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(jue2 ding4) (zao3 can1) (chi1) (shen2 me.)
(to decide) (breakfast) (to eat) (what)
Deciding what to eat for breakfast.
My tutor often asks me,
(chi1) (guo4) (zao3 can1) (le.) (ma.)
(to eat) (indicates something has passed or happened) (early meal) (expletive emphasizing completion of action) (question sound)
Have you eaten breakfast?
We sometimes compare breakfast foods.
(ta1) (hen3) (xi3 huan1) (chi1) (chao3) (dan4)
(she) (very) (to like) (to eat) (stir fried) (egg)
She likes fried eggs.
She thinks my choices are healthy.
(wo3) (chang2 chang2) [(kao3)(tu3 si1)] (mo3) (nai3 you2) (han4) (feng1 mi4), (ye3) (he1) (ban4) (bei1) (cheng2 zhi1)
(I) (often, usually) [(to bake, to toast) (toast)] (to spread, to smear) (butter, cream) (and) (honey), (also) (to drink) (half) (cup, glass) (orange juice)
I often have toast with butter and honey on it, plus half a glass of orange juice.
When she asked,
(yi4 ban1) (mei3 guo2) (ren2) (de.) (zao3 can1) (chi1) (shen2 me.)
(in general) (American) (people) (adjective marker) (early meal) (to eat) (what)
What do most American’s eat for breakfast?
I told her people are in a big hurry in the mornings.
(tai4) (duo1) (mei3 guo2) (ren2) (chi1) (xian4 cheng) (de.) (mai4 pian4)
(too) (many) (American) (people) (to eat) (ready complete) (adjective marker) (wheat + piece = cereal, oatmeal)
Too many Americans eat cold cereal.
She wonders if Americans really eat the way shown on TV.
(ke3 neng2) (yi4 ban1) (mei3 guo2 ren2)(de.) (zao3 can1) (shi4) (liang3 ge.) (dan4), (liang3) (pian4) (kao3 tu3 si1), (san1) (tiao1) (yan1 xun1) (xian2) (zhu1 rou4) (pian4), (han4) (yi4) (bei1) (ka1 fei1)
(maybe) (in general) (American)(‘s) (breakfast) (to be/is) (two) (egg), (two) (piece) (cooked toast), (three) (lengths) (smoked) (salt) (pork meat) (pieces), (and) (one) (cup) (coffee)
Maybe most American’s breakfast is 2 eggs, 2 pieces of toast, 3 pieces of bacon, and one cup of coffee.
Everyone at my house eats different things for breakfast.
(wo3 de.) (lao3 gong1) (hen3) (xi3 huan1) (jian1) (dan4), (ke3 shi4) (ru2 guo3) (wo3) (chi1) (re4) (mai2 pian4) (wo3) (jue2 de.) (bi3 jiao4) (hao3)
(my) (husband) (very) (to like) (to fry) (egg), (but) (if) (I) (to eat) (hot) (cereal) (I) (feel)(comparatively) (better, good)
My husband likes fried eggs, but I feel better if I eat hot cereal.
It depends on my planned activities.
(zai4) (wo3) (pao3 bu4) (yi3 qian2), (wo3) (zui4 hao3) (bu4) (chi1) (you2 zha4) (de.) (shi2 wu4)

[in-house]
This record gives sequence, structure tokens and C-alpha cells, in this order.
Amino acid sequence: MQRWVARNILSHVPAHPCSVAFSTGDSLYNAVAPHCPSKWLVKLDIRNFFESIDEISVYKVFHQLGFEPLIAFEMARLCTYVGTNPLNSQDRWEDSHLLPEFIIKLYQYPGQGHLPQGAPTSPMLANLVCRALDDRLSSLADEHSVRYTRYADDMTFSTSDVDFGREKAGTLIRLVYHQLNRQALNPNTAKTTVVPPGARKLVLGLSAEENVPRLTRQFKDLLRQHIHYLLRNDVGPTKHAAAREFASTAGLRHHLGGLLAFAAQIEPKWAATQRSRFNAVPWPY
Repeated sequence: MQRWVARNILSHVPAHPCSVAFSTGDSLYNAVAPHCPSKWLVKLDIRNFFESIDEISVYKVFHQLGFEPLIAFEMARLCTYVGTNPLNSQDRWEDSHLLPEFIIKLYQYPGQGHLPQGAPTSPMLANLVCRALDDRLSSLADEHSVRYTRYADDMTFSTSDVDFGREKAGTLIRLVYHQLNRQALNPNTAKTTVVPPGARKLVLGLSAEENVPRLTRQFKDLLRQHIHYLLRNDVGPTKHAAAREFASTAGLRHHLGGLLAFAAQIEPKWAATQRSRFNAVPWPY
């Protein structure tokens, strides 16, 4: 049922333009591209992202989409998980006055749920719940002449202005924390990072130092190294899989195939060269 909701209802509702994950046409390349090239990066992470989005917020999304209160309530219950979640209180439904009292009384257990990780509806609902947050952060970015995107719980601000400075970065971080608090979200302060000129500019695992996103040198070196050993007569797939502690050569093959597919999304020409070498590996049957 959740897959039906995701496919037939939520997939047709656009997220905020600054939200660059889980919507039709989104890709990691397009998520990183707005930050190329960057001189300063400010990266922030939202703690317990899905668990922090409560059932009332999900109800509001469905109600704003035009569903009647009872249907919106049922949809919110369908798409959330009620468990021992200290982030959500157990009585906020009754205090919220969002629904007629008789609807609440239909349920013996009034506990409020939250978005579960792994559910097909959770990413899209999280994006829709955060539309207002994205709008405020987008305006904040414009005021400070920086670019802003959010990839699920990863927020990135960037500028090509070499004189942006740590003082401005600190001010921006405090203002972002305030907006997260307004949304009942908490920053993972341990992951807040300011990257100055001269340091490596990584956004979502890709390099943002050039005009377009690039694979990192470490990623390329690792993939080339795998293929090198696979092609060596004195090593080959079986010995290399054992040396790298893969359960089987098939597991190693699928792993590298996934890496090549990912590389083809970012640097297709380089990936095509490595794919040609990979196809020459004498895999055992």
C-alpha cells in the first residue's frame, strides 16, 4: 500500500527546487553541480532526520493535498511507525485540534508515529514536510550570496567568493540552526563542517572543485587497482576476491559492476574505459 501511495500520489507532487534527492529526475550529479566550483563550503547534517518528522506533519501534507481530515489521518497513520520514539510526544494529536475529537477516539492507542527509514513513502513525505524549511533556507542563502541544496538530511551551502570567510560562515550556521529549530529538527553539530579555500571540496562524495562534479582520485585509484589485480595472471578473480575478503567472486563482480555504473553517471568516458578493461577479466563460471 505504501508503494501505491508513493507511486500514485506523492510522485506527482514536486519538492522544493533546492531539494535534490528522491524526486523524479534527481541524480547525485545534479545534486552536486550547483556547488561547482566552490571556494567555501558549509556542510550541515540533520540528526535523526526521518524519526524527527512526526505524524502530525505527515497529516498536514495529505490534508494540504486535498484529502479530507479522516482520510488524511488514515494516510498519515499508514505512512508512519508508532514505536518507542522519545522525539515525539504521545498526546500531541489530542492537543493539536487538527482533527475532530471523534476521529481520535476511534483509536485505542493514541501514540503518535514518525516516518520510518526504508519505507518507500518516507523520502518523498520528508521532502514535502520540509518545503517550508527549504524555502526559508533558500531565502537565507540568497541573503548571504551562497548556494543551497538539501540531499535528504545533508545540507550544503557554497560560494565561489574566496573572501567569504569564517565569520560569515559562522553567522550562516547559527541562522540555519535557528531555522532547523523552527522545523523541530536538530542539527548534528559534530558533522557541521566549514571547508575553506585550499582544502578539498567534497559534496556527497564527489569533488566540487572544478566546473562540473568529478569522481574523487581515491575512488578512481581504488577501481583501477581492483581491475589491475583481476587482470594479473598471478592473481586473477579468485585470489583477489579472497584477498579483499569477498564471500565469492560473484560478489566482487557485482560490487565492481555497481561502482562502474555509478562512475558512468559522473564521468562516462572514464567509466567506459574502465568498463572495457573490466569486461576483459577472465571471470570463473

(at) (I) (to run) (before), (I) (best) (not) (to eat) (oil fried, greasy) (adjective marker) (food)
Before I run, it is best that I not eat greasy foods.
Americans might have trouble asking for cold cereal in Taiwan.
(tai2 wan1) (ren2) (bu4) (xi3 huan1) (leng3)(de.) (shi2 wu4), (suo3 yi3) (zhe4) (yang4)(de.) (mai4 pian4) (jiao4) (su4 shi) (mai4 pian4)
(Taiwan) (people) (not) (like) (cold) (adjective marker) (food), (so) (this) (kind, sort)(adjective marker) (cereal) (known as, called) (instant food) (cereal)
Taiwanese people don’t like cold food, so this kind of cereal is called instant cereal.
I do admit to buying cold cereal sometimes, though.
(you3 shi2 hou4) (wo3) (ye3) (chi1) (su4 shi2) (mai4 pian4), (su4 shi2) (mai4 pian4) (shi4) (hen3) (hao3)(de.) (xiao1 ye4)
(sometimes) (I) (also) (to eat) (instant/cold) (cereal), (instant/cold) (cereal) (is/to be) (very) (good) (adjective marker) (midnight snack)
Sometimes I also eat cold cereal; cold cereal is a very good midnight snack.
It’s kind of funny.
(xia4) (yi4) (can1) (jing4 ran2) (shi4) (zao3 can1)
(next) (one) (meal) (actually) (is/to be) (breakfast)
The next meal is actually breakfast!
The audio of the above sentences, with my tutor reading the Chinese and me reading the English is below:
Notes on things I reviewed or learned:
❶ 過 (guo4) is a common character/word with several related meanings that I learned a lot about when discussing people meddling in your life in this blog post.
❷ What the Chinese language is lacking in words for oven cooking, it makes up for in variety of words for “to fry.” I have now learned you can “stir fry” 炒 (chao3), fry without a lot of oil 煎 (jian1), or fry with lots of oil 炸 (zha2 or zha4).
❸ Toast and bread are foods introduced by more western cultures. Because of certain original misunderstandings, in Chinese it must be specified that the toast is actually toasted, using the word 烤 (kao3), which sounds repetitive to most native English speakers.
❹ My tutor explains that toast is basically considered synonymous with sliced bread in Taiwan. They speak of buying a loaf of toast, because the idea of bread was originally so completely associated with toast when it was introduced to their culture. Also, you may have noticed that the Chinese word for toast is trying to sound like the English word “toast.” There are other “breads,” but a loaf is a specific kind of bread called “toast.”
❺ 蜂蜜 (feng1 mi4) is a fun word for me because it is fun to say and has much in common with our use of the words “honey” and “bee.” In English, we have the implied switch of order in the compound word “honeybee” to “bee honey.” We don’t usually say “bee honey” in English, but that is what we mean. Similarly, in Chinese, 蜜蜂 ? (mi4 feng1) means “bee” or “honey bee,” while 蜂蜜 (feng1 mi4) means “honey.”
❻ I discuss ways to refer to my husband in this blog: How to Talk About Your Husband in Chinese
❼ I reviewed an important grammar structure here. If the 以前 (yi3 qian2), meaning “before,” is placed in front of the action, it means “I went running before or previously.” But I wanted it to say “before I go running, I had better…” So you can see that is opposite of the common English order.
❽ Learn more about what is involved in getting a midnight snack here:How to Eat a Midnight Snack in Chinese